The individuals in the “empathy–motivation type” think it valuable to share the emotions they have experienced with others. They also motivate themselves by autosuggestion when they need to do new things, rather than avoiding them. It was found that empathy of medical professionals reduced complications of diabetes by decreasing stress and anxiety of patients with diabetes, and improved their compliance with the instructions for treatment [13]. In addition, those who properly understand the problematic situations have an important ability as would-be medical professionals, because they can create and maintain positive moods by controlling their emotions and moods in an appropriate manner [14].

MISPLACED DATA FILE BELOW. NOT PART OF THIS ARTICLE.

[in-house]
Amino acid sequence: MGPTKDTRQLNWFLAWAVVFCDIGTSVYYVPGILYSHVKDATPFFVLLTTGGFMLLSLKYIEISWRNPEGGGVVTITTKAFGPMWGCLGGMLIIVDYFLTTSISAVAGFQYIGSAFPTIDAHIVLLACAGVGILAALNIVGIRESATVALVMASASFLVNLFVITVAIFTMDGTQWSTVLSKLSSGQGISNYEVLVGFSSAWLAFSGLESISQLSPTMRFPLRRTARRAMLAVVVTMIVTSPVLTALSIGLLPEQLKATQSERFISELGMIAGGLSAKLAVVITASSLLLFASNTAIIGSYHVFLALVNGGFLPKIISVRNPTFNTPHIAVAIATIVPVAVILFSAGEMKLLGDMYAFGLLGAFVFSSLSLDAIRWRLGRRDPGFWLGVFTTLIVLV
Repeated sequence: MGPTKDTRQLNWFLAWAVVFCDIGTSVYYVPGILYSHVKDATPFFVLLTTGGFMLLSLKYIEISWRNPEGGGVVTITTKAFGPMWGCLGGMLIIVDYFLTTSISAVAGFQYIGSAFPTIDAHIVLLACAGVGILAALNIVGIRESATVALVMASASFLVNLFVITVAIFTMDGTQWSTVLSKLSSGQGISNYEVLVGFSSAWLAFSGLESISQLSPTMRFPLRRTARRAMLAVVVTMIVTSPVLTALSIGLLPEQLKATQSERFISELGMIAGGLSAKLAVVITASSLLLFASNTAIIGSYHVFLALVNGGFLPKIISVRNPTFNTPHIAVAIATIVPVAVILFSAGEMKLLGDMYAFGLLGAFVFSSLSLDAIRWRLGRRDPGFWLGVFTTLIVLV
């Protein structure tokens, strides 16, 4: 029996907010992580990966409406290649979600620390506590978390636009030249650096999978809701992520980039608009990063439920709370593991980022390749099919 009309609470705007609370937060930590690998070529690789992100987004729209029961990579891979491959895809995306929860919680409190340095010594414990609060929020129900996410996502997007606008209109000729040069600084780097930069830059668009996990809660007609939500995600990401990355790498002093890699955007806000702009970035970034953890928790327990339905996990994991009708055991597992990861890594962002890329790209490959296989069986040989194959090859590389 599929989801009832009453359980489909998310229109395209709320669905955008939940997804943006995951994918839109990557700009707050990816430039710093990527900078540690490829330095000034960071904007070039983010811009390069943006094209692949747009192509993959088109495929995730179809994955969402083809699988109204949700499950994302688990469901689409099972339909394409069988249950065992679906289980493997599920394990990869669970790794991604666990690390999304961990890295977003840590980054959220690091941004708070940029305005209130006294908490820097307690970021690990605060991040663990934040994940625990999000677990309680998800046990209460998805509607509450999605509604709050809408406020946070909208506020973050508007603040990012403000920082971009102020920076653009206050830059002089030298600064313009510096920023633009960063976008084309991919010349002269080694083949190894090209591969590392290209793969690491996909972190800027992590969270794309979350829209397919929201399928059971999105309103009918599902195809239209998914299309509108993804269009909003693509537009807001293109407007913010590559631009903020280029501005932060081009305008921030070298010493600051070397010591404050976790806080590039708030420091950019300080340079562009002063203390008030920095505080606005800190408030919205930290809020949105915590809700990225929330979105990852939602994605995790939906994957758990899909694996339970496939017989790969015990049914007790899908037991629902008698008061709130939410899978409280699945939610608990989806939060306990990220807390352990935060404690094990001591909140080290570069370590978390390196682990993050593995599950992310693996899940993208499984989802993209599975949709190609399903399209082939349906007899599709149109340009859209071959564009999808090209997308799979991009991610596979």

Those who belong to the “concern–empathy type” try not to challenge new things because they are significantly stressed by new situations. When they are in an unavoidable situation, they make a plan in advance with thorough research. They are different from those who are in the “sensitivity–control type” in that they enjoy sharing their emotions with others. People who can properly express their emotions can be an appropriate type for the college students of human services, because they can read another person’s emotions well in an interpersonal relationship [10]. Those who use a planned strategy for problem-solving in new tasks are less likely to show depressive reactions related to the new tasks [10], because they look for and use social supports they need in advance [12].